Damage and nuisance

Native to the Great Lakes region of North America, Scaphoideus titanus was accidentally introduced into Europe and first identified in 1958 in a vineyard in Gironde. The presence of strong populations since its discovery in France suggests a probably earlier introduction.

Since then, this insect has colonized a large part of the European vineyard. Thus, it is currently found from West to East, from Portugal to Serbia and from North to South France (Yonne) to South Italy, as well as in Corsica (Figure 1).

The leafhopper S. titanus does not cause any direct damage to the foliage of the vine, on the other hand it transmits the phytoplasma responsible for flavescence dorée (figures 2 and 3), a wallless bacterium that develops in the phloem of the vine.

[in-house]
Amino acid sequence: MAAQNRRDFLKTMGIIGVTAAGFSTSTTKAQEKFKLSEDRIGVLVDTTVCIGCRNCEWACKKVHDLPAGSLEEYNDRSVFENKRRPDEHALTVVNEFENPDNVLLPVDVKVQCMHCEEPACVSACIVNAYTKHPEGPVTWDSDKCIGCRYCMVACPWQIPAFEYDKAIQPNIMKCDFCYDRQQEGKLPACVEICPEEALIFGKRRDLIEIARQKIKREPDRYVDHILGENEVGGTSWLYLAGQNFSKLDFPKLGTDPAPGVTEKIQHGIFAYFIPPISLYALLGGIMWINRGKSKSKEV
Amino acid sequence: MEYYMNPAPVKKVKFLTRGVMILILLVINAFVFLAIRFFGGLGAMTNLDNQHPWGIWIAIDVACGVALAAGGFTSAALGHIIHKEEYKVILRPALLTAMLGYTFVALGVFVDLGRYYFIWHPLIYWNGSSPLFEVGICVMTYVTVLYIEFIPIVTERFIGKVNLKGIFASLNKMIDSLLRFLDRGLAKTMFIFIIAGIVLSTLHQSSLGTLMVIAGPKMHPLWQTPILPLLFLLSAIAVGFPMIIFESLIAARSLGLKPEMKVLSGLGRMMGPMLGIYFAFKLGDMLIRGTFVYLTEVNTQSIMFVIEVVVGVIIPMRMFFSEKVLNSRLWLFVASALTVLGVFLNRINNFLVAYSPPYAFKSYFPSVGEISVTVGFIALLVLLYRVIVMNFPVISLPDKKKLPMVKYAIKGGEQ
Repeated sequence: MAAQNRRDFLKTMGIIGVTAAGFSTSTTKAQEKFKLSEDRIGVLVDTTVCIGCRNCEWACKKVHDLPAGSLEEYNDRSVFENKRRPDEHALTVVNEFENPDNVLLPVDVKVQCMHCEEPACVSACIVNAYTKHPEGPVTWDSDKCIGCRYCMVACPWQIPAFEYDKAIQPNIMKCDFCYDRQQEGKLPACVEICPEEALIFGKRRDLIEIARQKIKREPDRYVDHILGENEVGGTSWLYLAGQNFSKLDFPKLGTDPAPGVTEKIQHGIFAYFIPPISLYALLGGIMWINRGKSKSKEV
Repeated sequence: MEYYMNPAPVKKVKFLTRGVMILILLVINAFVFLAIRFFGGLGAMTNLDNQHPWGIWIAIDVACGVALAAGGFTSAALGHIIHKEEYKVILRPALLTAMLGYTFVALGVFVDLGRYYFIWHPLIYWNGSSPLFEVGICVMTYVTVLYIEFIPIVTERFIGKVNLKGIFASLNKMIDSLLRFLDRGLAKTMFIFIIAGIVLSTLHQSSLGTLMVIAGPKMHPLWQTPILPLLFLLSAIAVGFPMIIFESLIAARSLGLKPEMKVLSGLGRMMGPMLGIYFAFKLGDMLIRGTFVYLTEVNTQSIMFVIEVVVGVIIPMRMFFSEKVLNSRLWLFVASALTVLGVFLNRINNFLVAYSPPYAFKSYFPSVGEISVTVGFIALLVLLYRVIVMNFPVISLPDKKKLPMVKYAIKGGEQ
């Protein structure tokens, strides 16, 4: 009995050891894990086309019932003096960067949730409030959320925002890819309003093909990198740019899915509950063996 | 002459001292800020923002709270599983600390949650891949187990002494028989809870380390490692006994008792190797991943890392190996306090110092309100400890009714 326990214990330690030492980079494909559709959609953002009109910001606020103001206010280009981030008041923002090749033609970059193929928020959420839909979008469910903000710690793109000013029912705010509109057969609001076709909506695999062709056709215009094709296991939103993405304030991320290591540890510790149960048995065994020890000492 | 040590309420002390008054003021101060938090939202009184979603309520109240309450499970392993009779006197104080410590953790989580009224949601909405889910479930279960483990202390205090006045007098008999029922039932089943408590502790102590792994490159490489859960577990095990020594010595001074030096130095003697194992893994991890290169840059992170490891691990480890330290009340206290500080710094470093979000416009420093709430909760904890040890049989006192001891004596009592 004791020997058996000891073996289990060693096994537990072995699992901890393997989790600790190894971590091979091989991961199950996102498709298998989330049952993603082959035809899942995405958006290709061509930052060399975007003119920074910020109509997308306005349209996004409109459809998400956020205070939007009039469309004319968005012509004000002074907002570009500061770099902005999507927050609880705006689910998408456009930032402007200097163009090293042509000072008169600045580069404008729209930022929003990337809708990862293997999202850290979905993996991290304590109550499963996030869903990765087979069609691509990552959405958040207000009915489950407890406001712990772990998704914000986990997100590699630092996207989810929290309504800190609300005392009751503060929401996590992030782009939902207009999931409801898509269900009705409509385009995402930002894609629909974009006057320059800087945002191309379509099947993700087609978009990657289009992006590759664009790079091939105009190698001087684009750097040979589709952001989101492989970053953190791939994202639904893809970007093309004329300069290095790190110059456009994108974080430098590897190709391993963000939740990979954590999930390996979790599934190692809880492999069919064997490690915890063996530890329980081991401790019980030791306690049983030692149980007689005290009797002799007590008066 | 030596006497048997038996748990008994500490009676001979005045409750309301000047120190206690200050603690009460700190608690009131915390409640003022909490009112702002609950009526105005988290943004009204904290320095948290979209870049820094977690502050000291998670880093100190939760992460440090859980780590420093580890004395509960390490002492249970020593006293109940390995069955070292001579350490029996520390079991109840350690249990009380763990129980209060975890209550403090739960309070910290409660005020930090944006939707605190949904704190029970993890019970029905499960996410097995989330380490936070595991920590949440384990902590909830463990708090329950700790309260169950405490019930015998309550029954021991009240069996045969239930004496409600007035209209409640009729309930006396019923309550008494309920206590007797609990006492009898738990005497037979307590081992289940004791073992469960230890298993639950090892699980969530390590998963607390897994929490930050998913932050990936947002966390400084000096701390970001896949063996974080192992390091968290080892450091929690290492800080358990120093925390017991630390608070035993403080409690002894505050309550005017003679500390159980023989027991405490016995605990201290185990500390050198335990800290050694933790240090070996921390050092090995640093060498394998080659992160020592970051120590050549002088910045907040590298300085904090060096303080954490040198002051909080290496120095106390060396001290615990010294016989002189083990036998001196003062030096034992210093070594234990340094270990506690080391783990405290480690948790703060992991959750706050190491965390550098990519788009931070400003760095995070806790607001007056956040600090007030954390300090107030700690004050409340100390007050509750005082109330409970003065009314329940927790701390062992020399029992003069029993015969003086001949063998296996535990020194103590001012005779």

Its role as a vector of this phytoplasmosis, declared a disease quarantine in Europe since 1993 (decree of September 2, 1993) and currently in full extension, makes it one of the main entomological problems in the affected vineyards.

It should be noted that heavy regulatory measures, such as the obligation to have recourse to insecticide treatments or to uprooting the vines, which have a significant economic and ecological impact, are applied in all these vineyards affected by Flavescence dorée.

Last change : 04/20/21
Figure 1
Figure 2
Figure 3